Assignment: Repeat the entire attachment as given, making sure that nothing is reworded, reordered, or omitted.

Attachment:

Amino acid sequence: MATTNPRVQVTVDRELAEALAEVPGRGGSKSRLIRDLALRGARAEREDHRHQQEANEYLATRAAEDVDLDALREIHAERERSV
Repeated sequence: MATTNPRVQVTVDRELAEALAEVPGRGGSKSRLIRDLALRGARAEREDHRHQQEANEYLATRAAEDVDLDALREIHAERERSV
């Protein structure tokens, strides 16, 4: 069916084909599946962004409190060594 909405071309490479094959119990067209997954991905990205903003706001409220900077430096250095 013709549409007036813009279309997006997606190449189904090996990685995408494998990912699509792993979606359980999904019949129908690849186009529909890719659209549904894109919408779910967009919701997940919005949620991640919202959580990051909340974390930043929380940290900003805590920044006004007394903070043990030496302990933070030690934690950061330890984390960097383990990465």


Amino acid sequence: MATTNPRVQVTVDRELAEALAEVPGRGGSKSRLIRDLALRGARAEREDHRHQQEANEYLATRAAEDVDLDALREIHAERERSV
Repeated sequence: MATTNPRVQVTVDRELAEALAEVPGRGGSKSRLIRDLALRGARAEREDHRHQQEANEYLATRAAEDVDLDALREIHAERERSV
């Protein structure tokens, strides 16, 4: 069916084909599946962004409190060594 909405071309490479094959119990067209997954991905990205903003706001409220900077430096250095 013709549409007036813009279309997006997606190449189904090996990685995408494998990912699509792993979606359980999904019949129908690849186009529909890719659209549904894109919408779910967009919701997940919005949620991640919202959580990051909340974390930043929380940290900003805590920044006004007394903070043990030496302990933070030690934690950061330890984390960097383990990465």